As registrars we are all familiar with standards, policies and norms. Recently, I stumbled upon a passage of the German Industrial Norm (DIN) standard DIN EN 15946:2011 for the packing procedures for the transportation of cultural heritage that recommends that the external dimensions of a crate must be smaller than that of the narrowest point which has to be traversed during transport. And that small items should be packaged together if they match and are going to the same destination (you can find the said passage under 5.2.1 “General principles”). My first reaction was an outright:
Later on my colleague Anne T. Lane informed me that this might sound like an order from Captain Obvious but is in fact a very wise one:
Since our university museum loading dock is, of course, impossible for a real truck to back into, we often use the neighboring one belonging to the theater department if a full tractor-trailer has to pick up or drop off a shipment. This means we have to haul our crates out through the gallery and through a series of hallways and more doors. Kevin, one of our preparators, was trying to maneuver a crate out of the museum through the double doors but it kept getting stuck. I came over to help and found it was so tight a fit that I had to depress the push bars on the doors on alternate sides. The crate was a fairly standard one of plywood with exterior framing that divided the sides into panels. As the crate went on by the push bars, they snapped back out again once they passed by the framing boards, so I had to keep going back and forth to depress them again until we finally got the thing through. Since my arms aren’t long enough to span the doorway, we had to keep the crate at just enough of an angle to depress one bar while I went over to the other one. If that crate had been 1/2″ larger, we would have had to take it outside and around the building.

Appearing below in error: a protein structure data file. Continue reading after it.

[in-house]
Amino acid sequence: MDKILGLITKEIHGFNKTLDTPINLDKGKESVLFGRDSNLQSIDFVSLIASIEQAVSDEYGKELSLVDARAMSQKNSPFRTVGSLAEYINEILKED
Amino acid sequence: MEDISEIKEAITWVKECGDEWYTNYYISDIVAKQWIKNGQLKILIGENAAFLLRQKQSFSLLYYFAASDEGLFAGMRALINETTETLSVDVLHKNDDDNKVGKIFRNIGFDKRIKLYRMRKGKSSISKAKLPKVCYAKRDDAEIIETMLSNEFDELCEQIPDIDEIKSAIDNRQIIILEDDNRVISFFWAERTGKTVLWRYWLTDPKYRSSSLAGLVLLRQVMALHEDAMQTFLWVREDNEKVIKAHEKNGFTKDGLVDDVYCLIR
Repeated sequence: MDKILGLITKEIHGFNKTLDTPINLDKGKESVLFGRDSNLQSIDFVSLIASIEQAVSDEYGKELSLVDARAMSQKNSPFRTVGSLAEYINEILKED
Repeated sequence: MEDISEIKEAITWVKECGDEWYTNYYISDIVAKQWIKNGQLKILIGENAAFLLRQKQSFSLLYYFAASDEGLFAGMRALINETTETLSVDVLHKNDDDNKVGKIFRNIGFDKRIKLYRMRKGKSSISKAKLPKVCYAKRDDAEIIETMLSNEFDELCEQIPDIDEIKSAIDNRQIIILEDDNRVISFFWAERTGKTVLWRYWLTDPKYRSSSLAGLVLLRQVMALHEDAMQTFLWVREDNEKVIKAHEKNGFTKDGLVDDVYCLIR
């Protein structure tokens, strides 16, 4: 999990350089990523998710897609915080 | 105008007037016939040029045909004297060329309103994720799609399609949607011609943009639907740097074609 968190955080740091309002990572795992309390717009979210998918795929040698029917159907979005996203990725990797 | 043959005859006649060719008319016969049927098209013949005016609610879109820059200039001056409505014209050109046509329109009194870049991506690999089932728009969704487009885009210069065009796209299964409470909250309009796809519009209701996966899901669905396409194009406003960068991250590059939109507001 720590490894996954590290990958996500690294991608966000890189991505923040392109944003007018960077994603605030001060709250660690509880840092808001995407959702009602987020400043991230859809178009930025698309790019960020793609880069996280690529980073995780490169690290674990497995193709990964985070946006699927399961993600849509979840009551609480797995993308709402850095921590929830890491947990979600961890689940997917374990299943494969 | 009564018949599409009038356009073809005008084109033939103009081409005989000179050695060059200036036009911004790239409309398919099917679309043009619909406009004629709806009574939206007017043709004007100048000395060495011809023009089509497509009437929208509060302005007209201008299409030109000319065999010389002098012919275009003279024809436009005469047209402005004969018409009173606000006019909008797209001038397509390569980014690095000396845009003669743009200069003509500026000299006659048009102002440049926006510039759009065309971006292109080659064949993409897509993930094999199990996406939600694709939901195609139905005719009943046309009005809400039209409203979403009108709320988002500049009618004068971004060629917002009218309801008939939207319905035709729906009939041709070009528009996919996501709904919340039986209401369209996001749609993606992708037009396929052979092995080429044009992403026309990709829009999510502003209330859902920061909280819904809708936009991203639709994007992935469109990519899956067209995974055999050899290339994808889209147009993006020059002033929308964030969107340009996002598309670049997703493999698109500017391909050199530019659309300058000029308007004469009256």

All in a day’s fun.
Text: Anne T. Lane